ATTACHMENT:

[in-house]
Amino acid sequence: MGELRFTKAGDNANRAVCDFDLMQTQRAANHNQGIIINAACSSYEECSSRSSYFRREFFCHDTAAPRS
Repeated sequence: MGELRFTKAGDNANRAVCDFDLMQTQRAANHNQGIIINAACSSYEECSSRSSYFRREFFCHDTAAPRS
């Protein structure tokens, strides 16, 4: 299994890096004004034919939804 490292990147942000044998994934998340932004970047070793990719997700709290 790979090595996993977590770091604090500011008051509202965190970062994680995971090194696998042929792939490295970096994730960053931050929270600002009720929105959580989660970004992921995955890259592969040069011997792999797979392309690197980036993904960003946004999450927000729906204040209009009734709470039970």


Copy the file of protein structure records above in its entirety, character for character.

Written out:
[in-house]
Amino acid sequence: MGELRFTKAGDNANRAVCDFDLMQTQRAANHNQGIIINAACSSYEECSSRSSYFRREFFCHDTAAPRS
Repeated sequence: MGELRFTKAGDNANRAVCDFDLMQTQRAANHNQGIIINAACSSYEECSSRSSYFRREFFCHDTAAPRS
């Protein structure tokens, strides 16, 4: 299994890096004004034919939804 490292990147942000044998994934998340932004970047070793990719997700709290 790979090595996993977590770091604090500011008051509202965190970062994680995971090194696998042929792939490295970096994730960053931050929270600002009720929105959580989660970004992921995955890259592969040069011997792999797979392309690197980036993904960003946004999450927000729906204040209009009734709470039970």